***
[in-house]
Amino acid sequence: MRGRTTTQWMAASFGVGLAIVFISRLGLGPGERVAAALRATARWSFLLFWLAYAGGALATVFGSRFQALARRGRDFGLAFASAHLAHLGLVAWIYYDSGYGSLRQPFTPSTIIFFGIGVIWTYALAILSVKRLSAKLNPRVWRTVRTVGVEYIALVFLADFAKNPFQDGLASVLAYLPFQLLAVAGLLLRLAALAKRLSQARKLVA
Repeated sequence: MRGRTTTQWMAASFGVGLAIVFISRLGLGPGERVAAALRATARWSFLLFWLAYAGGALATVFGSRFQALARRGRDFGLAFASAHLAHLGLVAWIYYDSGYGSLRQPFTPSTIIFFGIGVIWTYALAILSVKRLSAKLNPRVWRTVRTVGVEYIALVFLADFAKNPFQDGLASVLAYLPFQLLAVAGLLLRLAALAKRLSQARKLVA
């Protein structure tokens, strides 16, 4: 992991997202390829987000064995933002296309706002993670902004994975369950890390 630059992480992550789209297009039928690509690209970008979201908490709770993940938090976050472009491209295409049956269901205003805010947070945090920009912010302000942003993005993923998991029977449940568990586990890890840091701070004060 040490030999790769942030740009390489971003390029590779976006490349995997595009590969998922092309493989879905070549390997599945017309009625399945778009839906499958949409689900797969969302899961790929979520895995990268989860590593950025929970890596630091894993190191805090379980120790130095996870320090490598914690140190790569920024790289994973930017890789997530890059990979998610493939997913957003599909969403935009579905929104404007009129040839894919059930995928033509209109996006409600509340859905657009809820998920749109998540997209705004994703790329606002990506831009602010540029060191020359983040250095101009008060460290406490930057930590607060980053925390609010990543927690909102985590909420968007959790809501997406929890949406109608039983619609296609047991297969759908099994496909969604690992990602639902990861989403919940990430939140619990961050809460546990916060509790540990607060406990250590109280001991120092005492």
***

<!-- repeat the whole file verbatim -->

[in-house]
Amino acid sequence: MRGRTTTQWMAASFGVGLAIVFISRLGLGPGERVAAALRATARWSFLLFWLAYAGGALATVFGSRFQALARRGRDFGLAFASAHLAHLGLVAWIYYDSGYGSLRQPFTPSTIIFFGIGVIWTYALAILSVKRLSAKLNPRVWRTVRTVGVEYIALVFLADFAKNPFQDGLASVLAYLPFQLLAVAGLLLRLAALAKRLSQARKLVA
Repeated sequence: MRGRTTTQWMAASFGVGLAIVFISRLGLGPGERVAAALRATARWSFLLFWLAYAGGALATVFGSRFQALARRGRDFGLAFASAHLAHLGLVAWIYYDSGYGSLRQPFTPSTIIFFGIGVIWTYALAILSVKRLSAKLNPRVWRTVRTVGVEYIALVFLADFAKNPFQDGLASVLAYLPFQLLAVAGLLLRLAALAKRLSQARKLVA
């Protein structure tokens, strides 16, 4: 992991997202390829987000064995933002296309706002993670902004994975369950890390 630059992480992550789209297009039928690509690209970008979201908490709770993940938090976050472009491209295409049956269901205003805010947070945090920009912010302000942003993005993923998991029977449940568990586990890890840091701070004060 040490030999790769942030740009390489971003390029590779976006490349995997595009590969998922092309493989879905070549390997599945017309009625399945778009839906499958949409689900797969969302899961790929979520895995990268989860590593950025929970890596630091894993190191805090379980120790130095996870320090490598914690140190790569920024790289994973930017890789997530890059990979998610493939997913957003599909969403935009579905929104404007009129040839894919059930995928033509209109996006409600509340859905657009809820998920749109998540997209705004994703790329606002990506831009602010540029060191020359983040250095101009008060460290406490930057930590607060980053925390609010990543927690909102985590909420968007959790809501997406929890949406109608039983619609296609047991297969759908099994496909969604690992990602639902990861989403919940990430939140619990961050809460546990916060509790540990607060406990250590109280001991120092005492």